It is applicable in every state, but individual states can set particular requirements on areas such as termination-pay levels and premium rates on vacation or weekend pay. It also doesn’t apply to all workers: private contractors, those in the gig economy, and some domestic workers are exempt.

The bill also governs overtime payments. Currently, eligible employees must be paid 1 1/2 times their employer’s regular rate for every hour worked over 40 hours in a week.

Takano, a Democrat who represents California’s 41st District, argues that reducing this to 32 hours would enable more people to participate in the labor market at better wages.

A 32-hour workweek could align productivity improvements offered by automation with the demand for work-life balance that workers want, said Jane Oates, a Labor Department official during the Obama administration who is now the president of the nonprofit campaign WorkingNation.

“Spending more time with family, volunteering in your community, and just practicing healthier lifestyles are all higher priorities after a year of isolation during the pandemic,” she said. “It will also allow workers to use the time to further their education so that they can increase their opportunities for higher-skilled jobs.”

Takano is not the first political figure to take serious interest in reduced working hours.

While the concept is popularly framed as a 4-day workweek, the basic premise is to enable workers to reduce their hours without a cut in pay, rather than take a literal additional day off.

In March the Spanish government proposed investing 50 million euros, or $60 million, into a three-year, 32-hour week pilot. The plan was proposed by Íñigo Errejón, the leader of a left-leaning opposition party, Más País.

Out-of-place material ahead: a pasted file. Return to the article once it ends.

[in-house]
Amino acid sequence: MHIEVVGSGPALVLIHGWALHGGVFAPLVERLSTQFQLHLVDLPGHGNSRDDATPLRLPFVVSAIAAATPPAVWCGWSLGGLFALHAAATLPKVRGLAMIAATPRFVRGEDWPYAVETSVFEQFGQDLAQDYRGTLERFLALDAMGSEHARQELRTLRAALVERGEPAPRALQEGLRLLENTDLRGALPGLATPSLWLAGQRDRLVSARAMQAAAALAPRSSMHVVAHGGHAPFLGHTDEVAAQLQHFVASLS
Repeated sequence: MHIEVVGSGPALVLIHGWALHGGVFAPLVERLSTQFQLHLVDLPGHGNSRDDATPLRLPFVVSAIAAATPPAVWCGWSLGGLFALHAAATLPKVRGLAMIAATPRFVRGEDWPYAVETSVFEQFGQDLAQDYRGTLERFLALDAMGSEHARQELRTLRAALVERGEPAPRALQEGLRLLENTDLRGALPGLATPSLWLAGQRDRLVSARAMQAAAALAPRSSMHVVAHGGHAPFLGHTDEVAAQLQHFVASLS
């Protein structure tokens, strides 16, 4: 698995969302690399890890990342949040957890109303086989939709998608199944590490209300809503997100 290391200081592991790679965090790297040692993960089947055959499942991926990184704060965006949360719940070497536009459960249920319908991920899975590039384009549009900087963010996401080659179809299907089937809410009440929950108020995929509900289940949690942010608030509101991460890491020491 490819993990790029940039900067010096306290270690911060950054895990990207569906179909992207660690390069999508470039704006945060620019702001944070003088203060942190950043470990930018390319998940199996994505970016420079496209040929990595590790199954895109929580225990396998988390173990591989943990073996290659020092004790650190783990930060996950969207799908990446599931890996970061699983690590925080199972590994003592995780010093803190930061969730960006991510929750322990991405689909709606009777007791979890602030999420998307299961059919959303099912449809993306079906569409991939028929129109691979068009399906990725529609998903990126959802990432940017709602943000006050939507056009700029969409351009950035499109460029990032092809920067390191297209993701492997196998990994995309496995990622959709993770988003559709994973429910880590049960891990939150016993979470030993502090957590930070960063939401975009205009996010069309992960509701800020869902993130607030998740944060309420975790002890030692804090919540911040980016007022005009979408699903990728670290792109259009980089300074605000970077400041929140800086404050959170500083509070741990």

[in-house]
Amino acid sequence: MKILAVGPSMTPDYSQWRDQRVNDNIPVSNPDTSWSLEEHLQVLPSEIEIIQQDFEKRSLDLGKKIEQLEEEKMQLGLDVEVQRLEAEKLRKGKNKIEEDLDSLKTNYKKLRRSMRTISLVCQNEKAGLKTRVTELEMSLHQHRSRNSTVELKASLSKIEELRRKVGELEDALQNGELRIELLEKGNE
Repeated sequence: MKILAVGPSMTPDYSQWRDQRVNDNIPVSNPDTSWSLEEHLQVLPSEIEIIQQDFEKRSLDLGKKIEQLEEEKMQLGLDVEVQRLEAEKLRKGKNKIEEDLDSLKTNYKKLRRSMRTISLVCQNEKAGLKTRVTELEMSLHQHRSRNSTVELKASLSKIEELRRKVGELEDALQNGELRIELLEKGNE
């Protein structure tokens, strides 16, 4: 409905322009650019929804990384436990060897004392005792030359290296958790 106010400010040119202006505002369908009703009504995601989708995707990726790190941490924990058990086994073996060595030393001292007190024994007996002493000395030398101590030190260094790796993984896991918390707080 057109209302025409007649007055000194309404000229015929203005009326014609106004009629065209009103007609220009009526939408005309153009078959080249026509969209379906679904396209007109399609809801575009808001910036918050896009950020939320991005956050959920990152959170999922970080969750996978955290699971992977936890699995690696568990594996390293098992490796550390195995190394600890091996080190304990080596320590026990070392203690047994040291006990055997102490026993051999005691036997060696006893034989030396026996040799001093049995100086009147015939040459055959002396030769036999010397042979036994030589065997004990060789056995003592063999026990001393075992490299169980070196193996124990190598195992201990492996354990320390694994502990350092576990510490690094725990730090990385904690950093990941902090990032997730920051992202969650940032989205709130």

In 2019, John McDonnell, then a senior figure in the UK’s opposition Labour Party, said he envisaged a 32-hour working week at full pay being possible within a decade. However he did not favor a mandatory cap on hours.

The success of trials in Iceland, Japan, and New Zealand has only strengthened calls for the implementation of reduced hours. However, some experts argue that America’s corporate culture is unlikely to favor a four-day week any time soon.

Takano sits on the House Committee on Education and Labor. His bill has been endorsed by several worker union groups and is cosponsored by his fellow representatives Rashida Tlaib, Jan Schakowsky, and Chuy Garcia.

It’s in the first stage of the legislative process, having been formally introduced on Tuesday. It would need to be considered by committee, receive a majority vote in the House of Representatives, and approval from the Senate before it could pass.